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HIV target shows surprising resistance

By Tod Hoffman, Lady Davis Institute  Research reveals that even a tiny mutation can allow the HIV virus to become resistant to therapies using the CRISPR/Cas9 gene-editing platform

Published on : 08 Apr 2016

Same gene can encode proteins with divergent functions

By Cynthia Lee, McGill Newsroom It’s not unusual for siblings to seem more dissimilar than similar: one becoming a florist, for example, another becoming a flutist, and another becoming a physicist.

Published on : 11 Feb 2016

Chronic pain changes our immune systems

By Cynthia LeeNewsroom Chronic pain may reprogram the way genes work in the immune system, according to a new study by McGill University researchers published in the journal Scientific Reports.  

Published on : 28 Jan 2016

A ‘printing press’ for nanoparticles

Gold nanoparticles have unusual optical, electronic and chemical properties, which scientists are seeking to put to use in a range of new technologies, from nanoelectronics to cancer treatments.

Published on : 07 Jan 2016

The father effect

Discovery of how environmental memories may be transmitted from a man to his grandchildren

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Published on : 08 Oct 2015

A better way to build DNA scaffolds

Imagine taking strands of DNA – the material in our cells that determines how we look and function – and using it to build tiny structures that can deliver drugs to targets within the body or take electronic miniaturization to a whole new level.

Published on : 06 May 2015

Building tailor-made DNA nanotubes step by step

Researchers at McGill University have developed a new, low-cost method to build DNA nanotubes block by block – a breakthrough that could help pave the way for scaffolds made from DNA strands to be used in applications such as optical and electronic devices or smart drug-delivery systems.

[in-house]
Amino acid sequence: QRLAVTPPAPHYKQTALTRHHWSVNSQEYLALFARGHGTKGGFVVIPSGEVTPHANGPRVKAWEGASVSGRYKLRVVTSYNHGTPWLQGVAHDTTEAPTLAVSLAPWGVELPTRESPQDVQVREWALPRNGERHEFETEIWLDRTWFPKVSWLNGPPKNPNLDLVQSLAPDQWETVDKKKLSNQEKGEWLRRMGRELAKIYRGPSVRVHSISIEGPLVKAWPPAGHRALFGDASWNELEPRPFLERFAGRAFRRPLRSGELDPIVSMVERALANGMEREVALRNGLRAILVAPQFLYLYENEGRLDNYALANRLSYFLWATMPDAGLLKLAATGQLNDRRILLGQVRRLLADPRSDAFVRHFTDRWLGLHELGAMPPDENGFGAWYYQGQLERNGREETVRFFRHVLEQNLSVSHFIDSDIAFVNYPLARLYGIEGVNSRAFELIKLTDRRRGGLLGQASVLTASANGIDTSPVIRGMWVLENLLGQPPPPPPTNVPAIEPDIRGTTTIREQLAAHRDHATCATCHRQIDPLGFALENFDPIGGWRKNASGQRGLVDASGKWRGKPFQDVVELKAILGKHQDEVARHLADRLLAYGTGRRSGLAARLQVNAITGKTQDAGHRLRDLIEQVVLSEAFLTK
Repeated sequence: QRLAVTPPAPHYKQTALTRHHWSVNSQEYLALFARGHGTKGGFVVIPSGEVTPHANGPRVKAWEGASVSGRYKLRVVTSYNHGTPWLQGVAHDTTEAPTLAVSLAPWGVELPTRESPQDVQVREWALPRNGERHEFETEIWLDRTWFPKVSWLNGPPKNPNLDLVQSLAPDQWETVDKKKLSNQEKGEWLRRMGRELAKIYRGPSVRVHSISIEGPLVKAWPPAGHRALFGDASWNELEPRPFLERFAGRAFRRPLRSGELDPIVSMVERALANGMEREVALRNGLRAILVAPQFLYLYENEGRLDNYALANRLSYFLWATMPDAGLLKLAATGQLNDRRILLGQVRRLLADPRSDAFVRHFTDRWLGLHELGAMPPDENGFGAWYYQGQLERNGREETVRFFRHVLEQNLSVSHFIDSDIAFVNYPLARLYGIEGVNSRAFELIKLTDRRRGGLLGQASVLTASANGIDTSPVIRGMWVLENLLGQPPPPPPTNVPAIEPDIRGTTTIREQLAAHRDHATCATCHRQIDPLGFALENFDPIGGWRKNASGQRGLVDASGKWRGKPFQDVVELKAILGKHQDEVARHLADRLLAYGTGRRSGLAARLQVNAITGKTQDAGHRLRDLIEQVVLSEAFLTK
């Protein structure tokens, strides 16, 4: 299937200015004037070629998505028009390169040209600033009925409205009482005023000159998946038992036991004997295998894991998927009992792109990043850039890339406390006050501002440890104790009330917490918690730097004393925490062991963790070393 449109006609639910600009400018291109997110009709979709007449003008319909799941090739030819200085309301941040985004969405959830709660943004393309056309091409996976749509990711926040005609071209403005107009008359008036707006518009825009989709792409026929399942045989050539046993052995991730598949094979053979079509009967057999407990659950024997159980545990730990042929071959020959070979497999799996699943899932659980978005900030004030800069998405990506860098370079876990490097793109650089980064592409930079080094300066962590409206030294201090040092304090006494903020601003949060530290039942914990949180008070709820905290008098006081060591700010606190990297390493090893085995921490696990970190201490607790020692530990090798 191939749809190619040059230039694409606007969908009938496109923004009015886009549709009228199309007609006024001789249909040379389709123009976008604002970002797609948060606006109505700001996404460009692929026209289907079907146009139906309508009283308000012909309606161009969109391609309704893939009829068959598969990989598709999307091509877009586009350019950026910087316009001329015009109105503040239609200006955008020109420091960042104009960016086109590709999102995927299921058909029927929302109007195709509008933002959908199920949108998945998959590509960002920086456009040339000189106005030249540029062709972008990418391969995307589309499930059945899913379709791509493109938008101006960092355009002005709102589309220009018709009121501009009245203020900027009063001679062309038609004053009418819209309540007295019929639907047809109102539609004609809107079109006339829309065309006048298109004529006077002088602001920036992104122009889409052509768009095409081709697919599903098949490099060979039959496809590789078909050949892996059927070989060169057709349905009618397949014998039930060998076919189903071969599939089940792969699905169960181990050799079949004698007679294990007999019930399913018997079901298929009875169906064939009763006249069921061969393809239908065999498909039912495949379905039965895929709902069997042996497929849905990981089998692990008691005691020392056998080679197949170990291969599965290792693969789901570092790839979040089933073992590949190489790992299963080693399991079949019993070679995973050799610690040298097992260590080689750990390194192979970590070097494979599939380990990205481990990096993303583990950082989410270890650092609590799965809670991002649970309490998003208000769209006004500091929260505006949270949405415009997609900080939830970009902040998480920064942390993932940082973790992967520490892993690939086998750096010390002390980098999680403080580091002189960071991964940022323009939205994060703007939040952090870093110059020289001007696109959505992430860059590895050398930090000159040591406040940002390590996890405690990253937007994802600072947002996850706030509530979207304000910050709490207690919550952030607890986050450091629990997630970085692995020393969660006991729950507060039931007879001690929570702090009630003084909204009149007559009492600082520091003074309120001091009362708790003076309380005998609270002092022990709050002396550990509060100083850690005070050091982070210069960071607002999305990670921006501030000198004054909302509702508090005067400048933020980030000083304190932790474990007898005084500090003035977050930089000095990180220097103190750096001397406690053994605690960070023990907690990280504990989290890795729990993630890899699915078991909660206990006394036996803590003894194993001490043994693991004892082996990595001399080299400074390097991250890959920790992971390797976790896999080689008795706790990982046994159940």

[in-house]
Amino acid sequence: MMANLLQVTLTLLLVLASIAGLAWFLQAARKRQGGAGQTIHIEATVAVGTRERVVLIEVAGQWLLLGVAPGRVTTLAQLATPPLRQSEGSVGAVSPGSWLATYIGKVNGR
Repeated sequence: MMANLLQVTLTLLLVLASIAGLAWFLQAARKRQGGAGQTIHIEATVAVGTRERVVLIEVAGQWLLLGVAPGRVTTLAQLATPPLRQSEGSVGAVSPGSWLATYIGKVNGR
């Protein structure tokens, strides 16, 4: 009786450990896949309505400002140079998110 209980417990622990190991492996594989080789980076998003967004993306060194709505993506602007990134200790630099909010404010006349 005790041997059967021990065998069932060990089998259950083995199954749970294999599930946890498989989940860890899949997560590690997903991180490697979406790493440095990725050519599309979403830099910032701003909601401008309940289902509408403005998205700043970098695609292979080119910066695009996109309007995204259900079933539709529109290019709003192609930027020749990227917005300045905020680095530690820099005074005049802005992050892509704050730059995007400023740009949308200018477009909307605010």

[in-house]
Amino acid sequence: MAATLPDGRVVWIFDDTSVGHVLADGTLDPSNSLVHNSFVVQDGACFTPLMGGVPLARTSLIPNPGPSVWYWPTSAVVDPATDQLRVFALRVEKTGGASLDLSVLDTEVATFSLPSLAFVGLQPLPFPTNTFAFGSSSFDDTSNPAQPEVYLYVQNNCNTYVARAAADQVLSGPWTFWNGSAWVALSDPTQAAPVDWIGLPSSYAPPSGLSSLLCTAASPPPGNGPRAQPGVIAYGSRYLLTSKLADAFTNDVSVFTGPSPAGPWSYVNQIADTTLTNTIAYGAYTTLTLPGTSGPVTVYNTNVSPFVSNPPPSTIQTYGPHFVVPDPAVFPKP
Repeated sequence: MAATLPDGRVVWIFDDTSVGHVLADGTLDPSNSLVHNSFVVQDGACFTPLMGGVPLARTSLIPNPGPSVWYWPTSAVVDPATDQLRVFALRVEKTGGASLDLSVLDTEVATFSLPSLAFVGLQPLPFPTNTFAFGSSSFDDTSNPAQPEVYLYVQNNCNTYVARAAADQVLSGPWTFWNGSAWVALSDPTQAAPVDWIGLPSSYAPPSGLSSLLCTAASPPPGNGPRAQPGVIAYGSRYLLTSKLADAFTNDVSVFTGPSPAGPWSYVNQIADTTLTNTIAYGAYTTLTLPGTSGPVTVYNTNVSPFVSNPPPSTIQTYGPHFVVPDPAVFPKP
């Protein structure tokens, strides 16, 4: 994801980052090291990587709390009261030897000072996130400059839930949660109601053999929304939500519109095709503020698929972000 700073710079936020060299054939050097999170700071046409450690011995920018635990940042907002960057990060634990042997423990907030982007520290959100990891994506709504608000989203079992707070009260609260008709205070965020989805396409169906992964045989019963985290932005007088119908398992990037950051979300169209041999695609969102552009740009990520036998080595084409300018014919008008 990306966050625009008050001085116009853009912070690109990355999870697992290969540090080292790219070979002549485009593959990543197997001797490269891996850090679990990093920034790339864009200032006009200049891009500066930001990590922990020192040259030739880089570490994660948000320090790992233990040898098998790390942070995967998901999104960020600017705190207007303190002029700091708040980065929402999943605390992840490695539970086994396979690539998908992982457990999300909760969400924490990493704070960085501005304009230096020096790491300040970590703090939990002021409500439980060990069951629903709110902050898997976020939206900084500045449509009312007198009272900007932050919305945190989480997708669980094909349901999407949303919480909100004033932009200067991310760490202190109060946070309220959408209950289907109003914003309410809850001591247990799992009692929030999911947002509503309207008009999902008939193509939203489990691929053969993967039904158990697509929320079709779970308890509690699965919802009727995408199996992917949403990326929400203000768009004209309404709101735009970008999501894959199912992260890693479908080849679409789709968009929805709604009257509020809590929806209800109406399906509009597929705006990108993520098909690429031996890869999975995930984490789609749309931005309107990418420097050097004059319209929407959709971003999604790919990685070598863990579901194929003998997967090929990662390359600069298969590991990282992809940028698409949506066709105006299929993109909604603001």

Published on : 23 Feb 2015

DNA ‘cages’ may aid drug delivery

Nanoscale “cages” made from strands of DNA can encapsulate small-molecule drugs and release them in response to a specific stimulus, McGill University researchers report in a new study.

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Published on : 03 Sep 2013

Understanding the effects of genes on human traits

Recent technological developments in genomics have revealed a large number of genetic influences on common complex diseases, such as diabetes, asthma, cancer or schizophrenia. However, discovering a genetic variant predisposing to a disease is only a first step. To apply this knowledge towards prevention or cure, including tailoring treatment to the patient’s genetic profile –also known as personalized medicine – we need to know how this genetic variant affects health.

Classified as : External, genetics, medicine, DNA, RI-MUHC
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Published on : 01 Aug 2013

Genomic atlas of gene switches in plants

What allows certain plants to survive freezing and thrive in the Canadian climate, while others are sensitive to the slightest drop in temperature? Those that flourish activate specific genes at just the right time -- but the way gene activation is controlled remains poorly understood.

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Published on : 02 Jul 2013

Chronic pain alters DNA marking in the brain

Injuries that result in chronic pain, such as limb injuries, and those unrelated to the brain are associated with epigenetic changes in the brain which persist months after the injury, according to researchers at McGill University. Epigenetics explores how the environment – including diet, exposure to contaminants and social conditions such as poverty – can have a long-term impact on the activity of our genes.

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Published on : 14 Feb 2013

Early life adversity affects broad regions of brain DNA

Early life experience results in a broad change in the way our DNA is “epigenetically” chemically marked in the brain by a coat of small chemicals called methyl groups, according to researchers at McGill University. A group of researchers led by Prof. Moshe Szyf, a professor of Pharmacology and Therapeutics in the Faculty of Medicine, and research scientists at the Douglas Institute have discovered a remarkable similarity in the way the DNA in human brains and the DNA in animal brains respond to early life adversity. The finding suggests an evolutionary conserved mechanism of response to early life adversity affecting a large number of genes in the genome. 

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Published on : 10 Oct 2012